Don't Wait Until the Last Minute to Call Security

How A Bail Bonds Service Makes Money Helping People Get Out Of Jail

Bail bonds services are often a little confusing to many people because, on the surface, it looks as though they're taking a risk with no profit in it for them. The way a bail bonds service survives and continues to operate is often in the fees they charge and working with people that don't skip out on their bond.

Bond Fees

When you are looking for a bail bonds service to help get someone out of jail or maybe get released yourself, you will have to agree to pay a percentage of the bond upfront to the bail bondsman, and most contracts also include fees for the service. The fees involved can change based on the amount of the bond required, so when you go to court, and the bond company receives the bail back, you will also have some fees to pay for the service. 

In some cases, those fees can come from the percentage of the bond you gave the bail bonds service, or if you used some form of equity for security, you might have a bill for the fees after you get out of jail. The fees are how a bail bond agency makes a profit for most cases they take on. 

Skip Tracing And Bail Recovery

Often referred to as bounty hunting, a bail bond agency can track down people who failed to appear in court and collect a fee. The bounty can be quite high depending on the crime and the urgency to get the fugitive back in custody. Some bail bondsmen are very good at tracking down people who have skipped or run out on the bond for their own company or someone else's.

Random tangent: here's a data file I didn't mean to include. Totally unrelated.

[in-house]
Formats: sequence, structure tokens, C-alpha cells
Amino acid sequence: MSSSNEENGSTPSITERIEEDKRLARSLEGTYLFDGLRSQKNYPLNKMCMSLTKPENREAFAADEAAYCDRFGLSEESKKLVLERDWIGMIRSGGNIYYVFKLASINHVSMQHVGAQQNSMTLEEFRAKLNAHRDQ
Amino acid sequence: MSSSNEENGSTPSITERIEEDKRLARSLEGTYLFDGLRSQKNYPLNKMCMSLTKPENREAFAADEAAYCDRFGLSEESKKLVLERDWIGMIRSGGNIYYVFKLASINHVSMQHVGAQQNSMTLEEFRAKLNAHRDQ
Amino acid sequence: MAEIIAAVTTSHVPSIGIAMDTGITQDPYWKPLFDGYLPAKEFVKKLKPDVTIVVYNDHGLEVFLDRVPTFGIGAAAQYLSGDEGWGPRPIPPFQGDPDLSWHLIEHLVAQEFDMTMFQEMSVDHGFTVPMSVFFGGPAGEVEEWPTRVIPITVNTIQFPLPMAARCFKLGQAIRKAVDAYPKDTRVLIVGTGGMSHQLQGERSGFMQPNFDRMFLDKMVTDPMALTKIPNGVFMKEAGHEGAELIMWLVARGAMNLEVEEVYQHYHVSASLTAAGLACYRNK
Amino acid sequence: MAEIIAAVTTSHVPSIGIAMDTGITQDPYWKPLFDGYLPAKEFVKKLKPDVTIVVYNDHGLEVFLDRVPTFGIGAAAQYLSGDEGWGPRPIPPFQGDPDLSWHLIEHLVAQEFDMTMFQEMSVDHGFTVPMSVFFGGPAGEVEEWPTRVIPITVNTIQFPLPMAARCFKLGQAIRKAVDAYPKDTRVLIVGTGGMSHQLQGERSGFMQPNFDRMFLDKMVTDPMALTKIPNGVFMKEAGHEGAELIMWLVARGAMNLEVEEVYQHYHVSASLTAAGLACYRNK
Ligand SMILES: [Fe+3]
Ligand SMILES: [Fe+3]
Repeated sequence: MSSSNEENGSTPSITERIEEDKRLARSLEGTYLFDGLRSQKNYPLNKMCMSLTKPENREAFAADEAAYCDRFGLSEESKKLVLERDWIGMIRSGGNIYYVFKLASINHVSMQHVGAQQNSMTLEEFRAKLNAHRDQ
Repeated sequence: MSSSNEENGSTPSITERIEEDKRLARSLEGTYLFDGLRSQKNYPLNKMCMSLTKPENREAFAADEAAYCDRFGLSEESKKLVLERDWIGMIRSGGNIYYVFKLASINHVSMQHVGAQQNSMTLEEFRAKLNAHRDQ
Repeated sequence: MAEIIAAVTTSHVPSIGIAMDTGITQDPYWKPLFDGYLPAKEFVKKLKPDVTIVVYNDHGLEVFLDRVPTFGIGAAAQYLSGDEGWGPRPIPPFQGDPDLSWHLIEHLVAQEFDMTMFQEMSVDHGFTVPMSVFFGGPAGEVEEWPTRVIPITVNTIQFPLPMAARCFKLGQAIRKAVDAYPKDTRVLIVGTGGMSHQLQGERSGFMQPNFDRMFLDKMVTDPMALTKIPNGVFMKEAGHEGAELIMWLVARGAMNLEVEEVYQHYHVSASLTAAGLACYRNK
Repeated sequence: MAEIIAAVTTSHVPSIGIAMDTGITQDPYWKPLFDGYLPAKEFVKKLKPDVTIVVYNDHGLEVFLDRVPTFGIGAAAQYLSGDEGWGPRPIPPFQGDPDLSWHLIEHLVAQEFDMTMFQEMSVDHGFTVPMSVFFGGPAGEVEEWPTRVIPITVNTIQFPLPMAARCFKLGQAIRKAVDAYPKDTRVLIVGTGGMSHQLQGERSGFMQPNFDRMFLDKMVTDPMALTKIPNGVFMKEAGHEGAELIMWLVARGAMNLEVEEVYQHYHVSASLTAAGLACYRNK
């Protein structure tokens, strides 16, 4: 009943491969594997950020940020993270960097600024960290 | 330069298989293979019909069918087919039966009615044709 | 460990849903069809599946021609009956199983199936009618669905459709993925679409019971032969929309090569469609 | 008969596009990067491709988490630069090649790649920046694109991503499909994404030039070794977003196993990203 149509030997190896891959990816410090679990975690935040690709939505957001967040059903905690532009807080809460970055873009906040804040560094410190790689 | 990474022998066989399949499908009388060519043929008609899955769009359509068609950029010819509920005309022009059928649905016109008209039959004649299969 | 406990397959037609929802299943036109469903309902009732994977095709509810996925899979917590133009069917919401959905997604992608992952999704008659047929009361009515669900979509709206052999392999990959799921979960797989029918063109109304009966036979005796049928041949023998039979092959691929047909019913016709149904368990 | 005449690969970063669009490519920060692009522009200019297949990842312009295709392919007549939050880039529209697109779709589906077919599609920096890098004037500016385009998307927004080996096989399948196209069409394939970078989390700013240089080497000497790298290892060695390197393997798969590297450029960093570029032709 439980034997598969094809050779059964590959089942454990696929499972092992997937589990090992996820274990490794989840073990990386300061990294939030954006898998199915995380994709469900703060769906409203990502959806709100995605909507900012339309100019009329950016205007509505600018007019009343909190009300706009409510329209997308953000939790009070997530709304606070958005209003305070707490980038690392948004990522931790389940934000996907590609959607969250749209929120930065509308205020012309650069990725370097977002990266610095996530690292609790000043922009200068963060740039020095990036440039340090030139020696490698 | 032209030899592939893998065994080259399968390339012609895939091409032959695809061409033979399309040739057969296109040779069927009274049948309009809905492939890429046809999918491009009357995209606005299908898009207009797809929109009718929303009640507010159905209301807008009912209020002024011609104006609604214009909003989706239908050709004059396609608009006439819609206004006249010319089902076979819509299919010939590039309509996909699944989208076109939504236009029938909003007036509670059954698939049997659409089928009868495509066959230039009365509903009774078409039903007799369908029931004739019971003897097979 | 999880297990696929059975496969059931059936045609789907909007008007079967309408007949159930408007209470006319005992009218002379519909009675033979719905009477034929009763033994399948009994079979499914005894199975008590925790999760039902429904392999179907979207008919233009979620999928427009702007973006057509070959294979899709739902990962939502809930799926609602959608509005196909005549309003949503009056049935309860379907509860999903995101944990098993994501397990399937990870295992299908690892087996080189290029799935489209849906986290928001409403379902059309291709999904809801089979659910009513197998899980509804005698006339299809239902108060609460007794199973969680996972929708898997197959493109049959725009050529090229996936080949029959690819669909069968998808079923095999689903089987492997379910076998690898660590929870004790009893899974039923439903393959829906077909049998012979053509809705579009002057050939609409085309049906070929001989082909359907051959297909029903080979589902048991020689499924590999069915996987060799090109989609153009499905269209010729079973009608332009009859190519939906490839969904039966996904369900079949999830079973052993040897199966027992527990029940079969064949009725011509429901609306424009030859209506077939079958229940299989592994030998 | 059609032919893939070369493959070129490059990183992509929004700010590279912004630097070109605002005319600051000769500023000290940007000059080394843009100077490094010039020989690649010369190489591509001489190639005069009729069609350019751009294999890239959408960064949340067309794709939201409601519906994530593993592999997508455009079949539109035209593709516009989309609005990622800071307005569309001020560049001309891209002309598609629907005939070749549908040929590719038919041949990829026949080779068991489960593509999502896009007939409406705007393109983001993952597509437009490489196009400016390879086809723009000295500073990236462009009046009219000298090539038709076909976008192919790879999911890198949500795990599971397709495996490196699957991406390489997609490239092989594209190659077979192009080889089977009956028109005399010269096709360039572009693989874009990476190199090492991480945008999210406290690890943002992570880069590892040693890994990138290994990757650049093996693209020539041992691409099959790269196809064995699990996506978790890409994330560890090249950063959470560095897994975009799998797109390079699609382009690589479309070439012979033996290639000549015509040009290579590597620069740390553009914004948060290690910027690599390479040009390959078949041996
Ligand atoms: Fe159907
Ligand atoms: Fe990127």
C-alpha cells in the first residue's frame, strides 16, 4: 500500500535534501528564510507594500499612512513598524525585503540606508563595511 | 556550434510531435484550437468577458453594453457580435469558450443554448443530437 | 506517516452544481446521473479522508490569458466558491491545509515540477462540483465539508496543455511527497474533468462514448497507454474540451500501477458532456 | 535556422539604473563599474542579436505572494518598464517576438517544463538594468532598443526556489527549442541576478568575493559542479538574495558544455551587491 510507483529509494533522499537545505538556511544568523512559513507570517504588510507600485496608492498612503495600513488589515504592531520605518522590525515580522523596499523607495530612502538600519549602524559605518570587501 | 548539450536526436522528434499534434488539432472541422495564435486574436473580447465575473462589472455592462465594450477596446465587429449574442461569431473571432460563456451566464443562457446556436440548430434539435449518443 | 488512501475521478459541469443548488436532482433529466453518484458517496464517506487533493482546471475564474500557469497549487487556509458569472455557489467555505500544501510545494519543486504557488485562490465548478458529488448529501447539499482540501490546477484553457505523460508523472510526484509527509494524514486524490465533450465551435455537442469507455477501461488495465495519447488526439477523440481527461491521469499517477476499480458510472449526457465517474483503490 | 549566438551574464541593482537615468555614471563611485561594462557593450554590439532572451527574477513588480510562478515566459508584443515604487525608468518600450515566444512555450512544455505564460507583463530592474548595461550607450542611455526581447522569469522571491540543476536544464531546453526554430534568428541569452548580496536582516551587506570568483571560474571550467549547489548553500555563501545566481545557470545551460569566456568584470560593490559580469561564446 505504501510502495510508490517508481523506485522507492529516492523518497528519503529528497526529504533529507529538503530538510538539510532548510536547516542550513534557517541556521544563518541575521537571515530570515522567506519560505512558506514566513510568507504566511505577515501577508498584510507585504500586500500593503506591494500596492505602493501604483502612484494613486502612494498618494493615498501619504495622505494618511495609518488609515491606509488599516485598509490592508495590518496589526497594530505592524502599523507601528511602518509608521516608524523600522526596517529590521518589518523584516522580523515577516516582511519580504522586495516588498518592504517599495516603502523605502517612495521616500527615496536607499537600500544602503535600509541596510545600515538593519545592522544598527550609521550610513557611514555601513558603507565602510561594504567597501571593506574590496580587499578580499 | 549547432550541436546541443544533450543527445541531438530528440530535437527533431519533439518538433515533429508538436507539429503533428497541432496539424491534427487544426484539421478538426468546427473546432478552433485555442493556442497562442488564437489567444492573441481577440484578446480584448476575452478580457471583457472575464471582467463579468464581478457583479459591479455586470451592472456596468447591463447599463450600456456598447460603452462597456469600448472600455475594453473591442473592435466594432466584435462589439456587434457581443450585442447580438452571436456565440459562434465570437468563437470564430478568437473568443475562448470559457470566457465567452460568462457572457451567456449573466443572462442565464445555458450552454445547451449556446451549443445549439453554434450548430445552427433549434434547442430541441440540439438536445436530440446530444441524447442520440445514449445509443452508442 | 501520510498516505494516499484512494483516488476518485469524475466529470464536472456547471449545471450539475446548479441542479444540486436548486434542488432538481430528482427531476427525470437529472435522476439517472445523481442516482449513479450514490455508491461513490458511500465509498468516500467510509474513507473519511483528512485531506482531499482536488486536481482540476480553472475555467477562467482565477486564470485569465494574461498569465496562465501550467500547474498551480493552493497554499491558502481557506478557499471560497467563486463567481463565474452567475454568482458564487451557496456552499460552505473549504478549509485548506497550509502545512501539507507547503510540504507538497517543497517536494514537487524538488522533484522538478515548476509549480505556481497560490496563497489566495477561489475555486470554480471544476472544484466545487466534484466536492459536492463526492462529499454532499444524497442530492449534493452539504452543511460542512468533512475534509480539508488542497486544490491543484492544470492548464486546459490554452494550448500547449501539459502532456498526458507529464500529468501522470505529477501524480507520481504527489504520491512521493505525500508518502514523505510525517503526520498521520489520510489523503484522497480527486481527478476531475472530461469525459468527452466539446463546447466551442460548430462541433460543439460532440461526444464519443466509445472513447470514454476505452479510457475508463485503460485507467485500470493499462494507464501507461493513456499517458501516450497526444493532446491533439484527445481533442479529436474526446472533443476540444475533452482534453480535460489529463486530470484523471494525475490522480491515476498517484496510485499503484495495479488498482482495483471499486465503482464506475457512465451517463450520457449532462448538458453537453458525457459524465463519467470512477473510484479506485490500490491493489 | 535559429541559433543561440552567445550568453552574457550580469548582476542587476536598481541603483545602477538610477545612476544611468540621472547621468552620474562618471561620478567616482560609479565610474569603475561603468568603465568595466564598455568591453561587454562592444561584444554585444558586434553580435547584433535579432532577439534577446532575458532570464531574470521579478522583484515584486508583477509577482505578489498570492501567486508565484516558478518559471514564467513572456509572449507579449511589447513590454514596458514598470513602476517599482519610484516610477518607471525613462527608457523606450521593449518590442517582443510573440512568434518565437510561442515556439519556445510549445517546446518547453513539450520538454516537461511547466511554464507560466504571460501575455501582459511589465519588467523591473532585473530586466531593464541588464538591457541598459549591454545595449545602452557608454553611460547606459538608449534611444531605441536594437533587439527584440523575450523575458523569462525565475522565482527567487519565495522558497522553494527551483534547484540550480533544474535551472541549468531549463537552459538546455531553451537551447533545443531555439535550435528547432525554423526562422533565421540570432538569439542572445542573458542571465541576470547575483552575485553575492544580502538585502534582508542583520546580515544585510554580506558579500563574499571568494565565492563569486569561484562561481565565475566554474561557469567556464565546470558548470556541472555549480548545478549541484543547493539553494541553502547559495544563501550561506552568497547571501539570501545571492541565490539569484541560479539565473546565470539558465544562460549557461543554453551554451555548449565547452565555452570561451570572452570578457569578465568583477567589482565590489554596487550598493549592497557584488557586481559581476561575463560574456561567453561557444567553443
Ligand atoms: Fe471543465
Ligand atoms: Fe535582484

Often it takes some time to find the person, especially if they are trying to stay off the radar, but with the right tools and knowledge, a good skip tracer can find you no matter where you try to hide. In some cases, high-profile fugitives have stayed free for years, but eventually, they were caught, and the bail bond agency that found them is paid a handsome fee for their work.

Asset Liquidation

In some cases, people will put up collateral for a bond and try to flee before the case goes to court. If the person is not found, the assets that they put up become the property of the bail bonds agency, and they can be sold or liquidated to recover the cost of the bond and the fees associated with it. The process of selling off these assets can be time-consuming and often require some legal work to transfer ownership before the sale.

More and more bail bond agents are refusing houses and cars as collateral and sticking to cash changes to avoid these hurdles to recover their money if you do not show up in court. If the bond bonds agency does agree to take property as collateral, the value is often higher than the bond, and the bonds company will make some profit on it, but it can time some time to recover their costs this way.

If you're interested in learning more or working with a bail bonds service, such as Abaasy Bail Bonds, reach out to a bondsman today.